I was thinking if this simple argument can be used to show that there are lebesgue measurable sets, that are not borel measurable.

Let $E \subset \mathbb{R}^{N+M}$ be a borel measurable set, then we can easily prove that the slices $E_x = \{ y \in \mathbb{R}^M : (x,y) \in E\}$ are borel measurable for each $x \in R^N$. This can be done by seeing that the claim is true for every box in $\mathbb{R}^{N+M}$, and proving that $M = \{ E \in \mathbb{R}^{N+M} : E_x\ \text{is borel measurable for all}\ x\in \mathbb{R}^N \}$ is a $\sigma$-algebra.

Now assume that all Lebesgue measurable sets in $\mathbb{R}^{N+M}$ are borel measurable, thus we get that all the slices $E_x$ of a Lebesgue measurable sets, are borel, and thus Lebesgue, measurable. This is a contradiction, in fact, for $N \ge 1$ and $M \ge 1$ we can generalize the following construction:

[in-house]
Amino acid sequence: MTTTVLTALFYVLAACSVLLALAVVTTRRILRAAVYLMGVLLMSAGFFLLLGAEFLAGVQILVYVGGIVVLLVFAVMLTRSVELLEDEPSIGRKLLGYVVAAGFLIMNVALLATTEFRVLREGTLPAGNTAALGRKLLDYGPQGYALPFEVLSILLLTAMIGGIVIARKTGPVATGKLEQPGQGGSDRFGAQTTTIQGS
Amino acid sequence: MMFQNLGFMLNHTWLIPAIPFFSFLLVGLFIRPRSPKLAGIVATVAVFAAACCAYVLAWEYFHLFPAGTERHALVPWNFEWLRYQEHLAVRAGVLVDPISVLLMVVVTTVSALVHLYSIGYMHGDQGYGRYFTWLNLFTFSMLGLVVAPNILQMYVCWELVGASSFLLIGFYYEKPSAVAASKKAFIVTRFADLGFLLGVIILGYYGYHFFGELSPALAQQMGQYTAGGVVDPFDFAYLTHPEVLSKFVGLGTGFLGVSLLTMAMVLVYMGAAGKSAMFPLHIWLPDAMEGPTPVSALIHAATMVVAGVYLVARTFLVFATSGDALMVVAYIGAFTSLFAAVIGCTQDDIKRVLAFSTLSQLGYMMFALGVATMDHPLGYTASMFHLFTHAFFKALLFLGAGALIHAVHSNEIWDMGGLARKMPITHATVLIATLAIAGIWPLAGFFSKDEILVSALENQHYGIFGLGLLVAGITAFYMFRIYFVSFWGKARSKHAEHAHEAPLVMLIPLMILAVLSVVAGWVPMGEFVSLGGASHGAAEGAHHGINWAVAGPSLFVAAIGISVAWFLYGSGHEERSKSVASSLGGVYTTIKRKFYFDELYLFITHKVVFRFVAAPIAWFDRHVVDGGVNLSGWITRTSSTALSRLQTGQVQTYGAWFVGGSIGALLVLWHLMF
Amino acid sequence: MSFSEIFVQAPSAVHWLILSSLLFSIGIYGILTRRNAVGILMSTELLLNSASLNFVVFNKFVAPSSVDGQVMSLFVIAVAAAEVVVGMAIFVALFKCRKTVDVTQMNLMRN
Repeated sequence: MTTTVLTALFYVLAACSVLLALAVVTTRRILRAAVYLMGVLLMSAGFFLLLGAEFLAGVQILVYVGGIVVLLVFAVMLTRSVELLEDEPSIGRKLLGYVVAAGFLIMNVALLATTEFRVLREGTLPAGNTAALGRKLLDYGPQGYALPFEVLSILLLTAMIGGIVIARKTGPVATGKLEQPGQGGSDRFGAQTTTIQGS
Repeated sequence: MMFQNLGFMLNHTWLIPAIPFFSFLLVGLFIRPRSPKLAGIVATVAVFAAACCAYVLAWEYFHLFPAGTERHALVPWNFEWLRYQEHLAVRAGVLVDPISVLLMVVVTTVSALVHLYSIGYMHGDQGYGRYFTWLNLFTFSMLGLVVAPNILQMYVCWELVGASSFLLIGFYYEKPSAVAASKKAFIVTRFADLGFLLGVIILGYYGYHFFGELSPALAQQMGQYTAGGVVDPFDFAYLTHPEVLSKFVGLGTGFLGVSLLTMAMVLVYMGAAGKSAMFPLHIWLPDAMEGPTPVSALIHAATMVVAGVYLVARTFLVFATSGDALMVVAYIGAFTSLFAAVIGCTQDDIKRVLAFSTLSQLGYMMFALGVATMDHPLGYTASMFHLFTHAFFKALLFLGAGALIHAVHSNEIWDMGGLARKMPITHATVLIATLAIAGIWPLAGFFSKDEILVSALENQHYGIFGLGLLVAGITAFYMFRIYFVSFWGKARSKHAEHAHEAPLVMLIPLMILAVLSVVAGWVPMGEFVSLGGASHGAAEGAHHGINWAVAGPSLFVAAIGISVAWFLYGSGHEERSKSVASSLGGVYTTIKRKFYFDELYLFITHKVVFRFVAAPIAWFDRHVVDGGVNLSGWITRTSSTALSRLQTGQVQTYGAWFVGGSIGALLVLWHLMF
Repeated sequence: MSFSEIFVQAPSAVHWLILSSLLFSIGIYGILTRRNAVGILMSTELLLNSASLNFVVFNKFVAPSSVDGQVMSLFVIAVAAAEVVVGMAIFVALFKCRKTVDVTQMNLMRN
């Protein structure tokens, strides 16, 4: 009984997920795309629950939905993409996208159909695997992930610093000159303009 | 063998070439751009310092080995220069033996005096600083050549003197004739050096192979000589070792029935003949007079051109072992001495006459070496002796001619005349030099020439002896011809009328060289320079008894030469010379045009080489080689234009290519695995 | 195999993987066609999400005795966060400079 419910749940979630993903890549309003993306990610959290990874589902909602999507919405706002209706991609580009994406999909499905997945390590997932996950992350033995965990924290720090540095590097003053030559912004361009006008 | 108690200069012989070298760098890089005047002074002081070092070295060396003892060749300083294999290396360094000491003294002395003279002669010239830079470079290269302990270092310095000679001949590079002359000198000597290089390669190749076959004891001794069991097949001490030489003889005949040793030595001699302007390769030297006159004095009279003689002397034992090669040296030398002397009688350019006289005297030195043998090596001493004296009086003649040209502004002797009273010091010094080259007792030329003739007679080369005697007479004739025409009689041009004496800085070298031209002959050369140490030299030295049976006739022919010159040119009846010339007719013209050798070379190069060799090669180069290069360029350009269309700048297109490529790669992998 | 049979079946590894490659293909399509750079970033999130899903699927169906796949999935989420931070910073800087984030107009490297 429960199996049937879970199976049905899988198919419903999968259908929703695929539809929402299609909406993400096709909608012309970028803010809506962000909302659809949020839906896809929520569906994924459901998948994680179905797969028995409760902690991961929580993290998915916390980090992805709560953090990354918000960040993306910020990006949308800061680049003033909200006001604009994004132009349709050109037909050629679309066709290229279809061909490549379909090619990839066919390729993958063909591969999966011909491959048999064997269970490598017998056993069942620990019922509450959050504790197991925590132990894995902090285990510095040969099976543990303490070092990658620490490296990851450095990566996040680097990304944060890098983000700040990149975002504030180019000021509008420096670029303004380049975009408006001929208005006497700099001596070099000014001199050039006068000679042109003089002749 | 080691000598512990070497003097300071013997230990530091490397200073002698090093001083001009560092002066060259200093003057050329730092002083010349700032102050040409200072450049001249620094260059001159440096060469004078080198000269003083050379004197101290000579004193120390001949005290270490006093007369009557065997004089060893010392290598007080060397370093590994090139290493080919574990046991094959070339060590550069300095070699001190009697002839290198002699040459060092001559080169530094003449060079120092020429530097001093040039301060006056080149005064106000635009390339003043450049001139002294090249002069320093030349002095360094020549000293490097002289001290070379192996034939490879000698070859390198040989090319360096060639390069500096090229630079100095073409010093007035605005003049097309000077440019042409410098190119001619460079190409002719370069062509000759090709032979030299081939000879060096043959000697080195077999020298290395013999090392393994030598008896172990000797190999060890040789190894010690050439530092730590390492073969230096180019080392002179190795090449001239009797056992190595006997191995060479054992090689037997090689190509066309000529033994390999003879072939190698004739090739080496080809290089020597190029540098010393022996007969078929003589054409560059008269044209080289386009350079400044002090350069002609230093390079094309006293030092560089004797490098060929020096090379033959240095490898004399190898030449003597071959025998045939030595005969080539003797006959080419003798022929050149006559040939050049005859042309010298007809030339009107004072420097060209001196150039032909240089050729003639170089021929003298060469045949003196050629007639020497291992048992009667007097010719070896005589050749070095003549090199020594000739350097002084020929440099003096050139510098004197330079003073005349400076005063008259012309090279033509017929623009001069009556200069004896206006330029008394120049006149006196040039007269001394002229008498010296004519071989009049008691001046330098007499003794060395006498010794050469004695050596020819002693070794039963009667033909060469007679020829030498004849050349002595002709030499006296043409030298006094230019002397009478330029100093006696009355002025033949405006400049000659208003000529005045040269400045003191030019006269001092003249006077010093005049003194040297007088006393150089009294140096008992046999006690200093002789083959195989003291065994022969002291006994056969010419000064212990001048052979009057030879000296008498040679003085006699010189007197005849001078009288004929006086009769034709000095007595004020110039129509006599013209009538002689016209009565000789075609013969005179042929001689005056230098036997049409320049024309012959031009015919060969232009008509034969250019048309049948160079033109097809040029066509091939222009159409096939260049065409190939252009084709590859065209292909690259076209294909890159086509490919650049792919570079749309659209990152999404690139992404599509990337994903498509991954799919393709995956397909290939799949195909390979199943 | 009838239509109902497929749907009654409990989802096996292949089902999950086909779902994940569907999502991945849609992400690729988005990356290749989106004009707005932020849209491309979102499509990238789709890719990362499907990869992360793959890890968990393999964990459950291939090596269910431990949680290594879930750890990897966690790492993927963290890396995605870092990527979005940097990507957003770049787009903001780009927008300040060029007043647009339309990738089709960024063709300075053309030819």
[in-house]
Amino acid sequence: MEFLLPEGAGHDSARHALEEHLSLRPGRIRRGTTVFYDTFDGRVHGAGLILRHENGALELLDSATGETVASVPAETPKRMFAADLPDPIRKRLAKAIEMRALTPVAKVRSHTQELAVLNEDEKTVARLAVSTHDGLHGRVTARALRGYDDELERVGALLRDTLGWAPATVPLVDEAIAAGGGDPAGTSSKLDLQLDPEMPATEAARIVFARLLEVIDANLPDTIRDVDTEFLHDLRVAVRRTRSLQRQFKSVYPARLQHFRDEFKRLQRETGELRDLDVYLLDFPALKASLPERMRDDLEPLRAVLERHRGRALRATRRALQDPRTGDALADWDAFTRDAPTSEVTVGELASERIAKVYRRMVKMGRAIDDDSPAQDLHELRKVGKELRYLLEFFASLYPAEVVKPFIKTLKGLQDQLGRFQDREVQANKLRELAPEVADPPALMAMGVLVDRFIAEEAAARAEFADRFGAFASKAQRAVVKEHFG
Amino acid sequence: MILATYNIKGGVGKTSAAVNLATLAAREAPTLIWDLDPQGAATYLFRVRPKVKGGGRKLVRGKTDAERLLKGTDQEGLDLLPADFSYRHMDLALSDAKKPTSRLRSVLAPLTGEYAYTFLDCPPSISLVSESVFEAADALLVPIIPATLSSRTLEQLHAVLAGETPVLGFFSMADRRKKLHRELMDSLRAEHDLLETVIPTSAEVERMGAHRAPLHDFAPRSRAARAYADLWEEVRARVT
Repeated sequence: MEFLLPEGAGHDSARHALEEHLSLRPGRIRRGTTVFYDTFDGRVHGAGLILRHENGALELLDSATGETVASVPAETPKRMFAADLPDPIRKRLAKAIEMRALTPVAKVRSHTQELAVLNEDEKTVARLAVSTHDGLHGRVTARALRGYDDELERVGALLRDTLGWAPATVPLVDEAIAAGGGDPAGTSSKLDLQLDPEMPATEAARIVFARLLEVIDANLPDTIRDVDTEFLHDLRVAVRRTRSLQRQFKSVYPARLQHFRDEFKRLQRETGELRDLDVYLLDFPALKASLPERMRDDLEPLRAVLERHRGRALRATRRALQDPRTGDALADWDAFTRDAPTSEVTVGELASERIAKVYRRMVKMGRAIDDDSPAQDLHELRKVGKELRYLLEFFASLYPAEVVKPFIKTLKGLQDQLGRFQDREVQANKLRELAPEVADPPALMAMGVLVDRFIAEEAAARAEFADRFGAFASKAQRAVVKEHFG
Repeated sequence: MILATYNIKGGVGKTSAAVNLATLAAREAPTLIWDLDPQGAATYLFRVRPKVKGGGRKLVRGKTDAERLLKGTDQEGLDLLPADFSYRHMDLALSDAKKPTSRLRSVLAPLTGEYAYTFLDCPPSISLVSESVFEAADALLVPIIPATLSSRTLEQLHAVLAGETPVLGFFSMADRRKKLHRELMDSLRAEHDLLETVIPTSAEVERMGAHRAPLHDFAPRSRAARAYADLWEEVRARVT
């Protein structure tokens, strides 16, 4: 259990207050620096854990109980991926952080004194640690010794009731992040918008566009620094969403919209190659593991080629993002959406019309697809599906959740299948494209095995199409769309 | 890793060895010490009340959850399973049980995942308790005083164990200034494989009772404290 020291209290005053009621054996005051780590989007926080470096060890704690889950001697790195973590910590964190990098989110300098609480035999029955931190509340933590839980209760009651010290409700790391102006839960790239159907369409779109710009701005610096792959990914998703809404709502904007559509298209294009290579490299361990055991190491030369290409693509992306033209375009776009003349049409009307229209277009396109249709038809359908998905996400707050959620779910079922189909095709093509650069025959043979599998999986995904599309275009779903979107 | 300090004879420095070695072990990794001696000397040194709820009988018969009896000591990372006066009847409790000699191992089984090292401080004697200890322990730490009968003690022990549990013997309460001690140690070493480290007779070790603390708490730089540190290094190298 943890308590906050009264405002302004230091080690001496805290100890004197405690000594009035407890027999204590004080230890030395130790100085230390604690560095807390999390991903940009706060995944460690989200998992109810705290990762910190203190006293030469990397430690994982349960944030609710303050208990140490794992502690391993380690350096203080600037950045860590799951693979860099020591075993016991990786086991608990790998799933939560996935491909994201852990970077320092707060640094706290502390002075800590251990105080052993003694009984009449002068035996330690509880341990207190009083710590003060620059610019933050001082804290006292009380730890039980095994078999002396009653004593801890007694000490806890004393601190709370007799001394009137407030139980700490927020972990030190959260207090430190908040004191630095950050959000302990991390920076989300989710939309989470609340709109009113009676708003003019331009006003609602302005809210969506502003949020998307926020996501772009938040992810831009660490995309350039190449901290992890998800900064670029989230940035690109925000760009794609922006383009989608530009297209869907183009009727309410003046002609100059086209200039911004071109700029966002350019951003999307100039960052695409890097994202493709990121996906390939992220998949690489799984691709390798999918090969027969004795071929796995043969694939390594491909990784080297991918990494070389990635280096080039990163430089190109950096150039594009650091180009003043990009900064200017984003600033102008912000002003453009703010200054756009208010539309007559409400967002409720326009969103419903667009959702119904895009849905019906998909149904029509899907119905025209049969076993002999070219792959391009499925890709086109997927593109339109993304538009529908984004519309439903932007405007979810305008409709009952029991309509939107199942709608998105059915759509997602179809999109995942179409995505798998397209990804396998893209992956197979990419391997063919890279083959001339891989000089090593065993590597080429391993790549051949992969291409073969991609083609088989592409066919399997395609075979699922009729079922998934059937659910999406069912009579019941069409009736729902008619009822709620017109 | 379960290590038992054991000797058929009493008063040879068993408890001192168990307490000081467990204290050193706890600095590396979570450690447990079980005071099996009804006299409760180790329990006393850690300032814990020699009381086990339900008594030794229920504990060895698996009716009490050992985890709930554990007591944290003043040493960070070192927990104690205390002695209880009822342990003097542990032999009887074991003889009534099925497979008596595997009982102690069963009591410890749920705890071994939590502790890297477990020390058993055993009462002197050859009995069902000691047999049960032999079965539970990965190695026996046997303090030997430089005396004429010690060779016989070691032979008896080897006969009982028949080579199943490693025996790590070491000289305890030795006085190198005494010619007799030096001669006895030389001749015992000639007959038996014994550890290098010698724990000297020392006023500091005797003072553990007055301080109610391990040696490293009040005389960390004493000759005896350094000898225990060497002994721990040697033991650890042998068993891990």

Take $V$ the Vitali set in $\mathbb{R}$ consider $\{0\}\ \text{x}\ V= E$. It's easy to see that $E \subset \mathbb{R}^2$ is Lebesgue measurable, being a set of outer measure zero, but the slice $E_0$ is the Vitali set in $\mathbb{R}$ and thus not lebesgue (borel) measurable.

I think it should work as a proof that there are, in $\mathbb{R}^N$ for $N \ge 1$, lebesgue measurable sets, wich are not borel measurable.

What do you think?

  • $\begingroup$ Your (correct) proof ensures the existence of a Lebesgue measurable set which is not Borel measurable inside $\Bbb{R}^2$: but what about inside $\Bbb{R}$? $\endgroup$ – Crostul Jan 7 '17 at 15:15
  • $\begingroup$ I know, the proof obviously doesn't work in $\mathbb{R}$, but this constuction is nice, according to me, because it exhibits a Lebesgue, not borel, measurable set @Crostul $\endgroup$ – jJjjJ Jan 7 '17 at 15:17

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